2005-01-12 05:35:26 PM  
treasure cat:

...0 DUI checkpoints do violate our rights. You can't just do field interviews on random people because you believe a crime could possibly have been committed. You have to have probable cause and all that. Driving a car isn't probable cause of a crime.


sure it is. its called implied consent. every state has this type of law on the books, as well as many countries. basically it means that by driving you give consent to be tested for alcohol and drugs in your system.
 
2005-01-12 05:36:11 PM  
Kooazndood

I'm not, but its still a pretty good suggestion.
 
2005-01-12 05:37:56 PM  
SweetlyKali: drunk driving isn't funny

yes it is...

unless you get caught...

but there is nothing wrong with making it to your parent's house and passing out on their sidewalk

/didn't happen to me...
//if I remember correctly
 
2005-01-12 05:38:06 PM  
The problem isn't cops, its orgs like MADD whose ultimate goal is one step short of prohibition. Should you drive drunk? absolutely not, your an idiot and should pay a steep price for doing it.

Should you lose your license for months (and therfore probably your job), and pay thousands in fines and thousands more in insurance just because you had a couple of drinks at dinner but were still able to drive fine? Absolutely not.
 
2005-01-12 05:40:02 PM  
SLC-Punker: I'm not, but its still a pretty good suggestion.

lets just say drinking is bad?
 
2005-01-12 05:41:18 PM  
Granted, me and the others talking about "civil rights" are in the U.S., but sobriety checkpoints are a violation of the fourth ammendment to the constitution of the US. Simply driving down the road is not probable cause for the police to breath test you.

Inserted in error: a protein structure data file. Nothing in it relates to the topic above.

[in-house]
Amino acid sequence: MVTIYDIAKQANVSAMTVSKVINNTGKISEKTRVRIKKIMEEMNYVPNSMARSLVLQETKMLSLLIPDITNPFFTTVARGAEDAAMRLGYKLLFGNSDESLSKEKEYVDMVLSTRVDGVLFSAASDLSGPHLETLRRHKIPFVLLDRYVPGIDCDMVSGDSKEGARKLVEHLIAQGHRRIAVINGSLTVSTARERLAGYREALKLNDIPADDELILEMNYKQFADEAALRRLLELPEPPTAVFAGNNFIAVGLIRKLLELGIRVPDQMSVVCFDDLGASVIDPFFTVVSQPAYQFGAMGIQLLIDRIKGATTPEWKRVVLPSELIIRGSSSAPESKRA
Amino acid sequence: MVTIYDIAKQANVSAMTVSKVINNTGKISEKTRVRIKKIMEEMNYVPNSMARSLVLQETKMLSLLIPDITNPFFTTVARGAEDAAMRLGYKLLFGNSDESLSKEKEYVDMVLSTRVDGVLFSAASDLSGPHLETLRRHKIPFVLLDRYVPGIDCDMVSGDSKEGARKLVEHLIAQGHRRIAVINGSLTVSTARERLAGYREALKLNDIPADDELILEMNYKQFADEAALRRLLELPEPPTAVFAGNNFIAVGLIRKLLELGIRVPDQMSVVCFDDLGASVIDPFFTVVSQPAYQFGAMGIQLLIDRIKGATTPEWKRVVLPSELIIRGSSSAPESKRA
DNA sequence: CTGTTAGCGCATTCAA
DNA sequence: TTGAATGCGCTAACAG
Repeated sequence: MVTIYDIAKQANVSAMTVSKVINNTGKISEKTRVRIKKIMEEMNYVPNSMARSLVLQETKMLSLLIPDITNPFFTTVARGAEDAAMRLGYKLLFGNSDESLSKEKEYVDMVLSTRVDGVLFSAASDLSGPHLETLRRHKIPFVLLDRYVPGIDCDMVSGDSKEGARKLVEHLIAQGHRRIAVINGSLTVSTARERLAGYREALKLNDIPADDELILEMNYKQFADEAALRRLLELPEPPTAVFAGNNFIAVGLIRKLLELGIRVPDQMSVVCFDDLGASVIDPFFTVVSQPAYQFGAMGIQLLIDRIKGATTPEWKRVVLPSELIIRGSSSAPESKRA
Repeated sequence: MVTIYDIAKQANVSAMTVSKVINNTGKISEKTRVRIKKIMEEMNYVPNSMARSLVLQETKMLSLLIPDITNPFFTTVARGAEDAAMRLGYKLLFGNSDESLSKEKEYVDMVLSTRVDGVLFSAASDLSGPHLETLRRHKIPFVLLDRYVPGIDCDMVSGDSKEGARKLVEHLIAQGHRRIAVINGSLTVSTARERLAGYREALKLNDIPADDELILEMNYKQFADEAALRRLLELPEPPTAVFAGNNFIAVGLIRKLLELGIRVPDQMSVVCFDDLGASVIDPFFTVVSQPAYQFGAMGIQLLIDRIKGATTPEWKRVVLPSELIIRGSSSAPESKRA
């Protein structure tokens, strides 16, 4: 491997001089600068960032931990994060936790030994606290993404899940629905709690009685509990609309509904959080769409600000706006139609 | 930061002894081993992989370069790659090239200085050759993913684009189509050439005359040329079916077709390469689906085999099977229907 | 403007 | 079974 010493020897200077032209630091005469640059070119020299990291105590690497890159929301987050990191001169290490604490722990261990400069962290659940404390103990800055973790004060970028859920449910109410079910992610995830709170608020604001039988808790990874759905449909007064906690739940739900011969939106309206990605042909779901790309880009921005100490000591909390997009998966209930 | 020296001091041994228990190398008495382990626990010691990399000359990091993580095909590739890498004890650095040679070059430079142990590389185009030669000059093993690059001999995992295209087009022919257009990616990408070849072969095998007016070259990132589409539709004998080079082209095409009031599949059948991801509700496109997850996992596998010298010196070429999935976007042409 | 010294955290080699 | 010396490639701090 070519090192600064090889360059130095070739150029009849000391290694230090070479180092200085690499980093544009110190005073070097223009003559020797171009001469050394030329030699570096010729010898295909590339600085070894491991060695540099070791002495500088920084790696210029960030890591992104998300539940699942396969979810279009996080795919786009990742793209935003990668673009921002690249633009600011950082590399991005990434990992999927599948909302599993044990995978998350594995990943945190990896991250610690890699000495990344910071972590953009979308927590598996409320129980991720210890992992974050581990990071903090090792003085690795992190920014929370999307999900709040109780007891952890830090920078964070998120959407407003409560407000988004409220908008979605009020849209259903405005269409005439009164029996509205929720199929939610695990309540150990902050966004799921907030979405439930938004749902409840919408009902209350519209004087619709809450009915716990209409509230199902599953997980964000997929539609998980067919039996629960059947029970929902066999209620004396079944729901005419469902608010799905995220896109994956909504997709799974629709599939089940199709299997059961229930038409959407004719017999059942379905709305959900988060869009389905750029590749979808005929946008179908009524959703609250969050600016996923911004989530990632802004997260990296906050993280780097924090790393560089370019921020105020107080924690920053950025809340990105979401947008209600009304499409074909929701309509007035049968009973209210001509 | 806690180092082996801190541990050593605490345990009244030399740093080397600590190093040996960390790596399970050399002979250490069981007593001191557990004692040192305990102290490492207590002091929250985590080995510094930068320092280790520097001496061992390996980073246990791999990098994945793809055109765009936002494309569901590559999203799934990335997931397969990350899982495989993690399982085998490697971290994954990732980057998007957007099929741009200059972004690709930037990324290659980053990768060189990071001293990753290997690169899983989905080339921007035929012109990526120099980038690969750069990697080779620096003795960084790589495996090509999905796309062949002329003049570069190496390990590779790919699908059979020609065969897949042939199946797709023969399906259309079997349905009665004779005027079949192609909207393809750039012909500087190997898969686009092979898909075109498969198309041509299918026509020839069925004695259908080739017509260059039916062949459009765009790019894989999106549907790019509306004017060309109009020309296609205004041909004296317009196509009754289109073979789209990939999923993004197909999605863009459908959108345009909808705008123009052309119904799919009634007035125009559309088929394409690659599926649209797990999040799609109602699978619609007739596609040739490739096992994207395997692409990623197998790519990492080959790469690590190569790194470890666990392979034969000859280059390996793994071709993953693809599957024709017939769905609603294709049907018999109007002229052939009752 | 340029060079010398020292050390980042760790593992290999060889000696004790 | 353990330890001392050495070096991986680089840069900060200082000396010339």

/disregard that breath testing is absolutely rejected in the view of science but apparently not in policing
//thinks DRUNK! drivers should rot in prison
 
2005-01-12 05:42:43 PM  
but but officer, I thought it was clear milk I was putting in the bottle, not rum... I mean, it came in a white bottle...

besides, he was only doing 80 in a 25

no officer, I didn't know how he got in the car...

/little hung over... got nothin
 
2005-01-12 05:44:23 PM  
"The message hasn't really got out there," he said. "We are disappointed. " (disapointed in what...that there arent more people drinking and driving) farkING ASSHATS

bootC13, I'd say he's disappointed that to many people were caught drunk driving.

By law you are required to stop at the breath-testing stops.

/cue someone trying to apply the fourth amendment to NZ
 
2005-01-12 05:45:13 PM  
Should you lose your license for months (and therfore probably your job)

As a person who doesn't drive (yeah, don't hurt me), I can say with authority that I get to work just fine without a license. That, at least, can be overcome.

The fines part is a bit more than a hassle.

And it'd be great if everything could be gauged on a case by case basis, but we have to work inside the borders given, I suppose. My brother gets drunk off of a beer and a half. I'm fine with that much, not even a waver, but see me after two fruity multi-liquor drinks. (Yeah, I'm a frou-frou drink girl, sorry.) So while I could drive after a beer and a half, he couldn't. Yet, say if the limit is his level, I'm the one that has to eat it when I get pulled over.

It is the suck, but such is life. I'd rather live in those particular confines of this partcular situation than suffer more drunk people on the road because they 'think' they can drive, whether or not they actually can.